As David Graham of Scottish import house Elite Audio UK had promised, "I'll send both units configured for Roon on an account we supply the details of. In addition there's a 1TB drive loaded with music files. So you'll be able to access the CX's local library and your own." Since I'm no Roon user—I prefer to own music and tag it in iTunes—I asked David for a TeamViewer session. So he accessed our music iMac remotely to configure things. I had their kit on the network through the same hardwired switch which runs back to our router via 30m of CAT5. Once Roon had imported my iTunes library, it was amalgamated with the solid-state drive's files. If I ran my Tidal or Qobuz subscriptions in this system, Roon would have promptly incorporated their libraries as well. Since I don't, it was locally hosted files exclusively. That's because artists ought to get properly paid for their work. For the vast majority of musicians, streaming subscriptions do not. That's why I only use those subscriptions on my work desk – to learn what music I want to buy next.
Wiring up the Kiwis was simple. Via the provided CAT links, it was from our Ethernet switch into the CX's red RJ45 input*. Its black isolated RJ45 output fed the EX which tapped a C.E.C. DA0.30 DAC via double-header red KingRex USB. A companion C.E.C. TL-2N belt drive transport via I²S over 4 x 75Ω BNC fed the same DAC to host legacy CD spin classes. On the DAC, switching between USB and SuperLink selected transports – one an optical polycarbonate reader, the other an elaborate magnetic SSD reader. The iMac's Roon window selected the music. The rest of the signal path were the Vinnie Rossi L2 Signature preamplifier with Elrog ER50, LinnenberG Lizst monaural power amps and Audio Physic Codex 4-way speakers.
* "Our whole design ethos is to maximize bandwidth and minimize noise in tandem. There is an art in that. This is in contrast to the approach of competitors who are about 5 years behind. They address noise by filtering it. This will give you tonally nice but musically boring sound. The red port should connect to the network and the black port to the EX and this is nothing to do with sound quality. The Direct Ethernet works because of isolation between the ports rather than filtering."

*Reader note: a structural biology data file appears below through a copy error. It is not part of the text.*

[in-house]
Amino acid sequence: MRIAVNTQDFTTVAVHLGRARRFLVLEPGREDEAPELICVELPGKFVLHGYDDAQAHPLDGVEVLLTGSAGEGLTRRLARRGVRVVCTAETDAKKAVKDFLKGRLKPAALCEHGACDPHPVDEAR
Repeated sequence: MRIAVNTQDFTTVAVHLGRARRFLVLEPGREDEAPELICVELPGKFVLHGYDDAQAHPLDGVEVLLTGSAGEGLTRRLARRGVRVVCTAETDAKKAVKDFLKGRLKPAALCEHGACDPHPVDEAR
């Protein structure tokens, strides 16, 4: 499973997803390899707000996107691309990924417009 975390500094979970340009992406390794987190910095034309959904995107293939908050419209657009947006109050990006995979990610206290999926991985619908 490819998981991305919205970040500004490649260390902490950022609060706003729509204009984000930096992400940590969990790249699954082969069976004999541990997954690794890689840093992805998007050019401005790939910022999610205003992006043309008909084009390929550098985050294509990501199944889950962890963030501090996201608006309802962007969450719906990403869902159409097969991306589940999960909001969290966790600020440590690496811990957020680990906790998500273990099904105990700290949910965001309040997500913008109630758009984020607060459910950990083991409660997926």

In hard currency, this stack triangulated €5'995 for the C.E.C. optical drive against €9'760 for the Antipodes streaming/rendering drives. On access, it pitted a very lonely CD against a horde of thousands of files backed by the cloud-based immensity which hid behind the two local libraries. On user convenience, twice the coin bought enormity squared, thus runaway advantages.
Next I must preface that the C.E.C. combo eclipses our resident Jay's Audio CDT2 MkII + Denafrips Terminator transport/DAC combo on spaciousness, dimensionality and DSD-type suaveness. The majority of that lead goes to the DAC. Some is also due to the transport. Now the silvery two-box streamer with its green-for-go circular lights—orange is for standby—proved to be the belt drive's equal.
That meant that advanced listeners like Kevin & Lynn Scott of Living Voice who'd arranged for this C.E.C. loan and made available their personal converter could finally enjoy streaming on par with their favorite digital for CD. Their context are the world's arguably most ambitious hornspeakers, the Vox Olympians; valve electronics of Kondo pedigree as a company they've represented for 16 years; and analogue of Grand Prix Audio standards. With my C.E.C. loan acting as personal reference for what they demand of digital, I finally had a serious streaming recommendation for these analog purists who until now hadn't been able to get behind streaming.